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PACE recognises Russia as dictatorship

The PACE Committee on Foreign Affairs also reaffirmed its support for a future international tribunal to hold the Russian leadership, including President Putin, accountable for their actions, starting with the illegal annexation of Crimea, the war in Donbas, and the downing of flight MH17. 

PACE recognises Russia as dictatorship
Photo: EPA/UPG

The PACE Committee on Legal Affairs and Human Rights raised concerns over the legitimacy and legality of amendments to the Russian Constitution made in July 2020. These amendments, including removing presidential term limits, have allowed President Vladimir Putin to remain in office until 2036, reports the PACE press service.

"The overwhelming power of the President resulting from the extremely long term in office combined with the lack of any checks and balances such as a strong parliament, an independent judiciary, free media and a vibrant civil society has turned the Russian Federation into a de facto dictatorship,” the parliamentarians said.

Unanimously approving a draft resolution based on a report prepared by Pieter Omtzigt (Netherlands, EPP/CD), the committee recalled the findings of the Council of Europe Venice Commission that “term limit waiver for the incumbent President violates both the Russian constitution and international legal principles.”

The Russian aggression against Ukraine and its aftermath demonstrate that dictatorships “constitute a threat to the international peace and security and to the territorial integrity and political independence of their neighbours”, as defined in Article 2 of the UN Charter. 

"It is therefore in the interest first and foremost of the people of Russia, but also of Europe and the whole world that democracy be restored in Russia," the committee concluded.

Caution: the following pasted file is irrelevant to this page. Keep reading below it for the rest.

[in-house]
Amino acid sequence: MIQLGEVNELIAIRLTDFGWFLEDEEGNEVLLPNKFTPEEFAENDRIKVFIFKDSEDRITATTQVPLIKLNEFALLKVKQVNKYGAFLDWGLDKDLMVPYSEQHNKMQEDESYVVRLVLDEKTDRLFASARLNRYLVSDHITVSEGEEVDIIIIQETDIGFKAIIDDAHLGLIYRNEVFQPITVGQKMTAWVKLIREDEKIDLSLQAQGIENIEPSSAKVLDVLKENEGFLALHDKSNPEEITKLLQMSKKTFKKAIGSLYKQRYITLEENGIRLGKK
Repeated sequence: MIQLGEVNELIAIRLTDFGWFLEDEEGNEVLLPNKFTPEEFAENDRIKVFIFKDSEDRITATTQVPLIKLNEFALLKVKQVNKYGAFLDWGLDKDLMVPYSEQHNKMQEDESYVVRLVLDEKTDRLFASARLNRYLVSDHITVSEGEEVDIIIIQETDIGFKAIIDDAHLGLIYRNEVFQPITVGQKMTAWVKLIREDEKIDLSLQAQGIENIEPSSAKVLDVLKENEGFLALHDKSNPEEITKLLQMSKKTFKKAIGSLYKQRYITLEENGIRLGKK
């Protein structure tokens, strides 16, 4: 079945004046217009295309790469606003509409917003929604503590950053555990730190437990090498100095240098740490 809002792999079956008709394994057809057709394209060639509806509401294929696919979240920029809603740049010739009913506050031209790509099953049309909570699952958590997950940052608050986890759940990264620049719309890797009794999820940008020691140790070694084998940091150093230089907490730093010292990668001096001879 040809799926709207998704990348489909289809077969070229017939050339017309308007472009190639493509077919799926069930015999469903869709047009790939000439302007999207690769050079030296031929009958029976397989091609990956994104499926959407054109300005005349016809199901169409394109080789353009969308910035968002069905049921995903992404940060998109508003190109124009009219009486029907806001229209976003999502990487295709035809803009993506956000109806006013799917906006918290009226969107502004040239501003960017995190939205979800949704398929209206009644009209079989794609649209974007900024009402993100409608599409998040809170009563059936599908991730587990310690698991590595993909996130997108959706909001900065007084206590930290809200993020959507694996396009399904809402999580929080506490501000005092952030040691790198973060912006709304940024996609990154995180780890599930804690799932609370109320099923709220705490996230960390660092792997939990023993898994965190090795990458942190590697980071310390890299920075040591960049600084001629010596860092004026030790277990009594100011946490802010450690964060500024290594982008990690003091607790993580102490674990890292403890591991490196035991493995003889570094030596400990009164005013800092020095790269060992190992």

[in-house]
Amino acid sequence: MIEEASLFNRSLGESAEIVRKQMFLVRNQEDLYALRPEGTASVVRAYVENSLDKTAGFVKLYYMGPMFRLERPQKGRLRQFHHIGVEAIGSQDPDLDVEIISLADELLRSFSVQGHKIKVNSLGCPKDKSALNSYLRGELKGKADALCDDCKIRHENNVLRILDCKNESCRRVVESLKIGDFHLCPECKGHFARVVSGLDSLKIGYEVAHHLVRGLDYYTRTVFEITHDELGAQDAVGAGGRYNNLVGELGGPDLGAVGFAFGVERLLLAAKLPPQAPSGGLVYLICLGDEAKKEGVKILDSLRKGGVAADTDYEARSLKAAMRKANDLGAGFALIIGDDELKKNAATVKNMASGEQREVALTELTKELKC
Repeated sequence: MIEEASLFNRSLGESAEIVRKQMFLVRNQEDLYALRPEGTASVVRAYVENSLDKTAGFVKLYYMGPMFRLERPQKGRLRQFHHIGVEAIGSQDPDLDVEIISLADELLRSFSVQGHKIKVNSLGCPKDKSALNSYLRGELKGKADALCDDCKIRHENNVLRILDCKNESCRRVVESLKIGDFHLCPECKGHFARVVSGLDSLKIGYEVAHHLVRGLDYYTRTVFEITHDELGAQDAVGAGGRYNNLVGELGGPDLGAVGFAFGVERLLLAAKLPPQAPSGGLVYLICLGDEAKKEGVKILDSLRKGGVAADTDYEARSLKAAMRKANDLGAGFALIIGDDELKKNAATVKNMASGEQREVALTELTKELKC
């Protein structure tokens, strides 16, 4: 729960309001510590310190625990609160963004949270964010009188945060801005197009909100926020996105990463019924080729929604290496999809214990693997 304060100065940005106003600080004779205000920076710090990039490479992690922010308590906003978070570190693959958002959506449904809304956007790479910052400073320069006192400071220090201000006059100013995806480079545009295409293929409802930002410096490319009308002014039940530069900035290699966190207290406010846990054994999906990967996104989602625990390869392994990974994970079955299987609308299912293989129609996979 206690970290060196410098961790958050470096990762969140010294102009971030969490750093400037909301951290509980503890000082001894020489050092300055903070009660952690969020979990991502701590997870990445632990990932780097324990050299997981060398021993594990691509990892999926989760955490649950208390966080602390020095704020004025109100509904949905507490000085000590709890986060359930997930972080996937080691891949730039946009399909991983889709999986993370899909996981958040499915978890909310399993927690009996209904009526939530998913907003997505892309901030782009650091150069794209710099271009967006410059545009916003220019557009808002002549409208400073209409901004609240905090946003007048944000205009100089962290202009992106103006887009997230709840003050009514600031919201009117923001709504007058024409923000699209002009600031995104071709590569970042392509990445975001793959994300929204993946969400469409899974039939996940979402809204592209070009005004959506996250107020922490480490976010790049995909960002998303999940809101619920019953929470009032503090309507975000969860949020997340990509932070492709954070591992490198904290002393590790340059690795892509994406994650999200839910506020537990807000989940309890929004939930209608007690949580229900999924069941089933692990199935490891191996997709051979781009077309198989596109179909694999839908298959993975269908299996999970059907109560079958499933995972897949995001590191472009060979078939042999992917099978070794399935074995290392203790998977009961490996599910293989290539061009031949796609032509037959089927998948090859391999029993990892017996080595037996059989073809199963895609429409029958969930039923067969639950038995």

Finally, the committee reaffirmed its support for the future ad hoc international criminal tribunal to hold the Russian leadership, including President Putin, accountable for their actions, starting with the illegal annexation of Crimea, the war in the Donbas region and the downing of flight MH17.

In early July, the United States once again called for a "hybrid tribunal" over Russia. This is a tribunal based on Ukrainian law, but incorporating the concepts of international law.

On 3 July, the International Center for the Investigation of the Crime of Aggression (ICPA) was opened in The Hague (Netherlands), which is the first step towards a tribunal for the Russian military and political elite.

Prosecutors from Ukraine, the European Union, the United States, and the International Criminal Court (ICC) will work at the Center. They will investigate and collect evidence as an interim step before a special tribunal is established to hold Kremlin officials accountable for starting the war in Ukraine.

Earlier, at a briefing on the occasion of his meeting with Dutch Prime Minister Mark Rutte and Belgian PM Alexander de Kroo, President Volodymyr Zelenskyy said that Ukraine's position was clear: the tribunal should be specific, without hybrid formats. Before that, Estonian PM Kaja Kallas explained that the creation of a hybrid tribunal would allow Russian President Vladimir Putin, Russian Foreign Minister Serhei Lavrov, and others to avoid responsibility for the crime of aggression against Ukraine.

A hybrid tribunal could combine Ukrainian jurisdiction with a process based on international law, and it would need to be supported by the UN General Assembly. Judges could also come from different countries. This option is supported by the West, but not by Ukraine and some of its allies. The Ukrainian government has explained that the hybrid format does not guarantee that Putin, Lavrov, and others will be lifted from their immunity. Instead, Kyiv proposes to create an International Special Tribunal, which will try the highest military and political leadership of the aggressor country. 

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